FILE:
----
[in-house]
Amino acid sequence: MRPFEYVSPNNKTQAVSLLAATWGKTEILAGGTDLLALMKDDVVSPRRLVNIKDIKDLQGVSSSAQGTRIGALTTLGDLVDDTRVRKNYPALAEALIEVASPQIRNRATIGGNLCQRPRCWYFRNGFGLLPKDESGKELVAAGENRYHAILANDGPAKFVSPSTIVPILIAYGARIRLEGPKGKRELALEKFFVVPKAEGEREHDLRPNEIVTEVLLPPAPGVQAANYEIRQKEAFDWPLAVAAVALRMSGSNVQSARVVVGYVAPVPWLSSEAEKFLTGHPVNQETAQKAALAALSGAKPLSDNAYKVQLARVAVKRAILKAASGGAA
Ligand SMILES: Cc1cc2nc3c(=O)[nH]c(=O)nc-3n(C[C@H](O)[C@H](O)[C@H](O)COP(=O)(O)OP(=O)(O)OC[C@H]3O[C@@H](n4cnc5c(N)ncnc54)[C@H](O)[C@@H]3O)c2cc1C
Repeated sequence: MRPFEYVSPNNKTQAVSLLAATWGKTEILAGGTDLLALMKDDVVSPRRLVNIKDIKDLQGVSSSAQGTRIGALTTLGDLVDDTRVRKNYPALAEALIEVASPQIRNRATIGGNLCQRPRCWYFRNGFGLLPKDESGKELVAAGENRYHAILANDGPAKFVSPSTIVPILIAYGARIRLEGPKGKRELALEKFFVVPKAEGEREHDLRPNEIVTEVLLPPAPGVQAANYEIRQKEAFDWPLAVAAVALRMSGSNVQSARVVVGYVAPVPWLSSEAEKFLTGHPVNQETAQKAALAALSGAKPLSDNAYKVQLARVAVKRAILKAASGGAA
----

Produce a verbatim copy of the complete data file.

[in-house]
Amino acid sequence: MRPFEYVSPNNKTQAVSLLAATWGKTEILAGGTDLLALMKDDVVSPRRLVNIKDIKDLQGVSSSAQGTRIGALTTLGDLVDDTRVRKNYPALAEALIEVASPQIRNRATIGGNLCQRPRCWYFRNGFGLLPKDESGKELVAAGENRYHAILANDGPAKFVSPSTIVPILIAYGARIRLEGPKGKRELALEKFFVVPKAEGEREHDLRPNEIVTEVLLPPAPGVQAANYEIRQKEAFDWPLAVAAVALRMSGSNVQSARVVVGYVAPVPWLSSEAEKFLTGHPVNQETAQKAALAALSGAKPLSDNAYKVQLARVAVKRAILKAASGGAA
Ligand SMILES: Cc1cc2nc3c(=O)[nH]c(=O)nc-3n(C[C@H](O)[C@H](O)[C@H](O)COP(=O)(O)OP(=O)(O)OC[C@H]3O[C@@H](n4cnc5c(N)ncnc54)[C@H](O)[C@@H]3O)c2cc1C
Repeated sequence: MRPFEYVSPNNKTQAVSLLAATWGKTEILAGGTDLLALMKDDVVSPRRLVNIKDIKDLQGVSSSAQGTRIGALTTLGDLVDDTRVRKNYPALAEALIEVASPQIRNRATIGGNLCQRPRCWYFRNGFGLLPKDESGKELVAAGENRYHAILANDGPAKFVSPSTIVPILIAYGARIRLEGPKGKRELALEKFFVVPKAEGEREHDLRPNEIVTEVLLPPAPGVQAANYEIRQKEAFDWPLAVAAVALRMSGSNVQSARVVVGYVAPVPWLSSEAEKFLTGHPVNQETAQKAALAALSGAKPLSDNAYKVQLARVAVKRAILKAASGGAA